Questions must be answered in complete sentences, preferably several sentences. A good practice is to follow through with the thought, which may take several sentences. Bullets, single-word answers, and lists will not earn points.

Diagrams will not be graded unless questions ask for them. During the math data set questions, students must show the setup, units, and answer; the answer alone will not be scored. When asked to plot graphs, students should label the x and y-axes, plot a smooth curve, and make sure to include an appropriate title. Have students label their answers. All of the questions have specific parts, such as a, b, c, d, or i, ii, iii. This helps students make sure that all parts are answered and also helps the reader find the points.

Several free-response questions typically ask students to design an experiment. To earn the points, students should state the hypothesis, clearly indicate the control, distinguish between the dependent and independent variable, describe the actual experiment, and state what the conclusion should be. The answer should be thorough and complete.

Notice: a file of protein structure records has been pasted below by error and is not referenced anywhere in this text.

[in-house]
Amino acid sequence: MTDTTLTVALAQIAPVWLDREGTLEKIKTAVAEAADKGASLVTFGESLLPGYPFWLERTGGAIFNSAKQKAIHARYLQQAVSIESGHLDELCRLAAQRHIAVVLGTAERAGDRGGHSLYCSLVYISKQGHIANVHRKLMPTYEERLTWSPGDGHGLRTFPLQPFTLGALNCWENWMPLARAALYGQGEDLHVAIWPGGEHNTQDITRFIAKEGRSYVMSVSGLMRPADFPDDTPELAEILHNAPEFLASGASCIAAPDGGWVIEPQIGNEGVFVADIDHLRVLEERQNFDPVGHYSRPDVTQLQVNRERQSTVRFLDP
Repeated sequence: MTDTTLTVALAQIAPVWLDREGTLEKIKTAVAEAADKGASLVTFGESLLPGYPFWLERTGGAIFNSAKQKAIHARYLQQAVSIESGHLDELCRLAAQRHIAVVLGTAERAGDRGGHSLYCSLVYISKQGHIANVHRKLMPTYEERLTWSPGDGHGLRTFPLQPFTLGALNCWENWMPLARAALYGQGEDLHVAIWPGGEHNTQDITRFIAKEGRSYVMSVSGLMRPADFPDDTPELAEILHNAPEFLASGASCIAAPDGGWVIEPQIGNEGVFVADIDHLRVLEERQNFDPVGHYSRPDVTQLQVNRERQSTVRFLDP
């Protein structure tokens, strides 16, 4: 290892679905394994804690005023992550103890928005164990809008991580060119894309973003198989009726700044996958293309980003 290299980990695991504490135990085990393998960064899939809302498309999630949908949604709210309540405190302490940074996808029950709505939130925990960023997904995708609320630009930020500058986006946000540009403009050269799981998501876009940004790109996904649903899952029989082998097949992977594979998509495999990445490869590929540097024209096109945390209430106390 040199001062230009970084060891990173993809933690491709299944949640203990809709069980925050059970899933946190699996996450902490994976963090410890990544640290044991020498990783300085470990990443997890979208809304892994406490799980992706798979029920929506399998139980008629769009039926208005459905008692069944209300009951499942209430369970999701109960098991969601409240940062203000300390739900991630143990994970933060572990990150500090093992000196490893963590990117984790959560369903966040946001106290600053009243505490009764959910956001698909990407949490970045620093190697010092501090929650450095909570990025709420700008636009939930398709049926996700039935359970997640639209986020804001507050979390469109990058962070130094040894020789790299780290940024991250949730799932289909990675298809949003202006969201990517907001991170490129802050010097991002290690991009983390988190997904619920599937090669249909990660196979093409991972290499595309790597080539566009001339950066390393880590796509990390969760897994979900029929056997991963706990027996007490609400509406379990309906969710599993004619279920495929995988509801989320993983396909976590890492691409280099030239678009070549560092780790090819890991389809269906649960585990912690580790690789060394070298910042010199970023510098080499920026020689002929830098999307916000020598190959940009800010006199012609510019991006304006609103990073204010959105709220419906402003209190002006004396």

The course outline is very important and should be given to students at the beginning of the course. It’s also recommended that students get a review book that follows the course outline and that they become familiar with all the topics listed. Have students read the review book and summarize each topic in their own words as a review. If you take the outline and space it out so students have room to summarize, they are more likely to do so. This ensures that students will have covered every topic.


AP Central is a wonderful resource for both teachers and students. Encourage students to search the Web for practice essays and questions. The more they see how the questions are written, the easier the test will be for them. The math is always the second free response, and seeing how this is written and what is expected helps tremendously. Just remind them they cannot use a calculator. If students want a “5,” they will have to work to earn it.

*AP® is a trademark registered and/or owned by the College Board®, which was not involved in the production of, and does not endorse, these products.